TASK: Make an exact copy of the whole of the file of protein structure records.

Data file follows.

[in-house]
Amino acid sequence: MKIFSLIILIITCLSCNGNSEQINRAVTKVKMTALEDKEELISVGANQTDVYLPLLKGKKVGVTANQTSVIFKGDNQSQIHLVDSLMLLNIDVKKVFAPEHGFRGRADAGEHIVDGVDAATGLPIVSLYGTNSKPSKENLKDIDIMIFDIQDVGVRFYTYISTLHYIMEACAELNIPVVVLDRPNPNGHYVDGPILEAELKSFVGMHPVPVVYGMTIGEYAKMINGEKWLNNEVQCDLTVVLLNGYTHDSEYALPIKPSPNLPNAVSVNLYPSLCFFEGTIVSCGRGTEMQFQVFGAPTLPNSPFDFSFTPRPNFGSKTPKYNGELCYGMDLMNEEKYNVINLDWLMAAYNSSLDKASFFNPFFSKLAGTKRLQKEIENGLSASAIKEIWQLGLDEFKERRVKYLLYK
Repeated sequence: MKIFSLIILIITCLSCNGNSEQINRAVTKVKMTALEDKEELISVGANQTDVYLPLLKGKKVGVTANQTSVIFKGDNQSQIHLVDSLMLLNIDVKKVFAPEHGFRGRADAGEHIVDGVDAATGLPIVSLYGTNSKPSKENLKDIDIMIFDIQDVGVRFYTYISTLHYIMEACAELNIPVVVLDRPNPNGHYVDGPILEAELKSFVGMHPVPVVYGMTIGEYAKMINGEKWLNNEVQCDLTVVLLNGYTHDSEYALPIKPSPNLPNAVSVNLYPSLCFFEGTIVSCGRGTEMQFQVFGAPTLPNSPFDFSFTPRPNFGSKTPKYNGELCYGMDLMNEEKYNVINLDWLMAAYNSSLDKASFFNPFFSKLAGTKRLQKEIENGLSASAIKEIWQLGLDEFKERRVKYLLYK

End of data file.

[in-house]
Amino acid sequence: MKIFSLIILIITCLSCNGNSEQINRAVTKVKMTALEDKEELISVGANQTDVYLPLLKGKKVGVTANQTSVIFKGDNQSQIHLVDSLMLLNIDVKKVFAPEHGFRGRADAGEHIVDGVDAATGLPIVSLYGTNSKPSKENLKDIDIMIFDIQDVGVRFYTYISTLHYIMEACAELNIPVVVLDRPNPNGHYVDGPILEAELKSFVGMHPVPVVYGMTIGEYAKMINGEKWLNNEVQCDLTVVLLNGYTHDSEYALPIKPSPNLPNAVSVNLYPSLCFFEGTIVSCGRGTEMQFQVFGAPTLPNSPFDFSFTPRPNFGSKTPKYNGELCYGMDLMNEEKYNVINLDWLMAAYNSSLDKASFFNPFFSKLAGTKRLQKEIENGLSASAIKEIWQLGLDEFKERRVKYLLYK
Repeated sequence: MKIFSLIILIITCLSCNGNSEQINRAVTKVKMTALEDKEELISVGANQTDVYLPLLKGKKVGVTANQTSVIFKGDNQSQIHLVDSLMLLNIDVKKVFAPEHGFRGRADAGEHIVDGVDAATGLPIVSLYGTNSKPSKENLKDIDIMIFDIQDVGVRFYTYISTLHYIMEACAELNIPVVVLDRPNPNGHYVDGPILEAELKSFVGMHPVPVVYGMTIGEYAKMINGEKWLNNEVQCDLTVVLLNGYTHDSEYALPIKPSPNLPNAVSVNLYPSLCFFEGTIVSCGRGTEMQFQVFGAPTLPNSPFDFSFTPRPNFGSKTPKYNGELCYGMDLMNEEKYNVINLDWLMAAYNSSLDKASFFNPFFSKLAGTKRLQKEIENGLSASAIKEIWQLGLDEFKERRVKYLLYK